- Weight: 172g
- Included mounts: quick release handlebar
- BUY IT NOW ($99.99 on Niterider)
The slightly bigger & more powerful Lezyne Super Drive 1500 XXL
Like the Lumina, the new integrated bar-mount lights from Lezyne pack a lot of power into a tidy one-piece aluminum light combining lamp & battery. Again the Super Drive 1500 XXL isn’t the top-end light, leave that to the more expensive (and harder to find) Deca Drive 1500 that uses the same lamp, but adds in the ability to add an additional external battery pack. But that kinda defeats the purpose of the compact setup. We prefer the Super Drive which still overdrives with a whopping 1500 lumens from your bar, with optional helmet & GoPro mounts also available.
- Output: 1500 lumens
- Runtime: 1hr40m @1500lm – 2.5hr @1000lm – 3hr45m @600lm – 148hr @15lm
- Weight: 345g
- Included mounts: handlebar adjustable rubber strap
- BUY IT NOW ($119.99 on Amazon)
The modular & multi-functional Knog PWR Trail 1000
Knog may have had a rough go at starting and then cancelling their original Kickstarter crowdfunding attempt to fasttrack the modular PWR concept last winter. But they finally made good on the idea and production, with the setup available now. For trail riding you will need to use at least the Trail head unit that puts out 1000 lumens of light, plus a medium 5000mAh battery pack and a PWR Helmet Mount or handlebar Side Mount to attach it. Not available yet, but a 1800lm lamp head and a separate 10,000mAh battery pack are also in the works. Of course the allure of Knog’s PWR is that it will also power a camp lantern, a bluetooth speaker, and recharge your USB powered electronics.
- Output: 1000 lumens
- Runtime: 2hr @1000lm – 3hr @550lm – 21hr @80lm
- Weight: 230g
- Included mounts: none, all parts are sold individually
- BUY IT NOW ($45 lighthead + $70 battery + $15 mount on Amazon)
The affordable Serfas E-Lume 900
We haven’t really taken a detailed look at Serfas lights in a few of years, but they’ve been progressing as well. Their latest compact integrated series has gotten similar updates to others on our list, with the E-Lume 900 getting – you guessed it – 900 lumens of light output from the single LED. And at the lowest price of these six it should offer a lot of value in a compact bar mounted package.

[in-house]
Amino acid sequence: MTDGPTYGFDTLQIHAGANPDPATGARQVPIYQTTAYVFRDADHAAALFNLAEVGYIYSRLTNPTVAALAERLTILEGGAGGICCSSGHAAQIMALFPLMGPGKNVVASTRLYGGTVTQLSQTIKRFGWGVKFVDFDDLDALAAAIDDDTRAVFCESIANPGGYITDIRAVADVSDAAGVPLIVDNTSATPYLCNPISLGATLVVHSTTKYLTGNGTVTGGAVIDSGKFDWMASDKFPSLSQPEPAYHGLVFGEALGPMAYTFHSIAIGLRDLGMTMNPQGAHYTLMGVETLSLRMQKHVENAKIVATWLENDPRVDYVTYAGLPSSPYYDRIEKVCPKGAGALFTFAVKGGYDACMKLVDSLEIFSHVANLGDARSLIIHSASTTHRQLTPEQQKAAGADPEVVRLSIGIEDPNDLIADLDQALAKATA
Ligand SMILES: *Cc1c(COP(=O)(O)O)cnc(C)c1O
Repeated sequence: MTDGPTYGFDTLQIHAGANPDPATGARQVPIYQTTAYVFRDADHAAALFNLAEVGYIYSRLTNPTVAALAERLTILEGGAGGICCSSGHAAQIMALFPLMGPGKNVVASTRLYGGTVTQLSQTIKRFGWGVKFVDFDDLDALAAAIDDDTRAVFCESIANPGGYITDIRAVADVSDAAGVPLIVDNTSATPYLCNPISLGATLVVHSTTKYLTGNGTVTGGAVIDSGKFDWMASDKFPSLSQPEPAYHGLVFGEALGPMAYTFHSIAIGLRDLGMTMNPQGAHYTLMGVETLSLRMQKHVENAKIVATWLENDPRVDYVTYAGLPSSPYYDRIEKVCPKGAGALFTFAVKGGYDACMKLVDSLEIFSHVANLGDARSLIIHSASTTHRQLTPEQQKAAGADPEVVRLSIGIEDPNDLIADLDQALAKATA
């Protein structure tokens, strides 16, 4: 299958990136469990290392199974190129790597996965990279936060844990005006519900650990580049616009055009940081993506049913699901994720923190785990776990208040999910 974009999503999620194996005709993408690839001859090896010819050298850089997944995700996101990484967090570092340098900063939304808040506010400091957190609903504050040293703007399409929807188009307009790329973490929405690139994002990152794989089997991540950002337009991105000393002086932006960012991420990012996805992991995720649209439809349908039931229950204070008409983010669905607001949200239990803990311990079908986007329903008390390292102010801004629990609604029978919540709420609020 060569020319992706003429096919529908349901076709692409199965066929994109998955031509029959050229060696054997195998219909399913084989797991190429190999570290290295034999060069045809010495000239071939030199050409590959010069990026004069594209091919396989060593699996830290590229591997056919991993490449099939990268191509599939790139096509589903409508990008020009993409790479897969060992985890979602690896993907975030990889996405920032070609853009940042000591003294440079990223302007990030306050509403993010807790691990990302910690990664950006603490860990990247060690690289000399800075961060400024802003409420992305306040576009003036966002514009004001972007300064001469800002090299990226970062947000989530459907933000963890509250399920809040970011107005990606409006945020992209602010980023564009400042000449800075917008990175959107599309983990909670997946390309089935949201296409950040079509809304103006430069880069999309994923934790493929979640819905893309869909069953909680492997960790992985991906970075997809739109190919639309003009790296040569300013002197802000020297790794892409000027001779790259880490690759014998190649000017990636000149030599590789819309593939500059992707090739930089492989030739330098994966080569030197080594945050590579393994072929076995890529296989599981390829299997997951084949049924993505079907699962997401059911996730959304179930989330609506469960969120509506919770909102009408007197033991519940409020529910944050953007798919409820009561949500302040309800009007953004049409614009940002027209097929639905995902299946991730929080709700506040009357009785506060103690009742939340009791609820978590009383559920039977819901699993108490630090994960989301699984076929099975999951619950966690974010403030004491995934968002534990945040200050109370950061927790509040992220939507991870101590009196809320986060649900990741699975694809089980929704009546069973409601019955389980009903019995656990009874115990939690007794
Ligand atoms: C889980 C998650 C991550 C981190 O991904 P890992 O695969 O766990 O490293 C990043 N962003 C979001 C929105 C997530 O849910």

- Output: 900 lumens
- Runtime: 1.5hr @900lm – 3hr @450lm – 9hr @150lm
- Weight: 162g
- Included mounts: handlebar strap
- BUY IT NOW ($80 on Amazon)
HOW THEY COMPARE:
|Light & Motion||Lupine||NiteRider||Lezyne||Knog||Serfas|
Mountain Bike Lights to Illuminate the Entire Forest
Need even more power? Do you want your riding buddies blinded and have their own lights be lost in the overwhelming brilliance of your helmet light? Up above 2,000 lumens (and we do mean way above 2k), we’re in rare air…only a few options push this much light. If you’re into nighttime enduro racing and need to see everything all the way down the trail, or just like being the brightest one in the room, check out these four premium options that obliterate shadows.
Affordable day glow from Gloworm’s XS 2500
Kicking things off is a lesser known brand from New Zealand called Gloworm. Their flagship light is the XS 2500, pumping out that many lumens from three LEDs. Each has its own reflector and lens to create a broad but focused light pattern that does a solid job of putting most of the light in front of you, but showing just enough of your surroundings to add peripheral awareness. We’ve used Gloworm’s lights in years past and been happy with the beam pattern & quality. And the light heads come with helmet mounts and low weights… a good combination. Plus, they’re affordable, making them a tough act to beat. Cons: The U.S. website’s little clunky, but their main homepage shows pricing for virtually any country.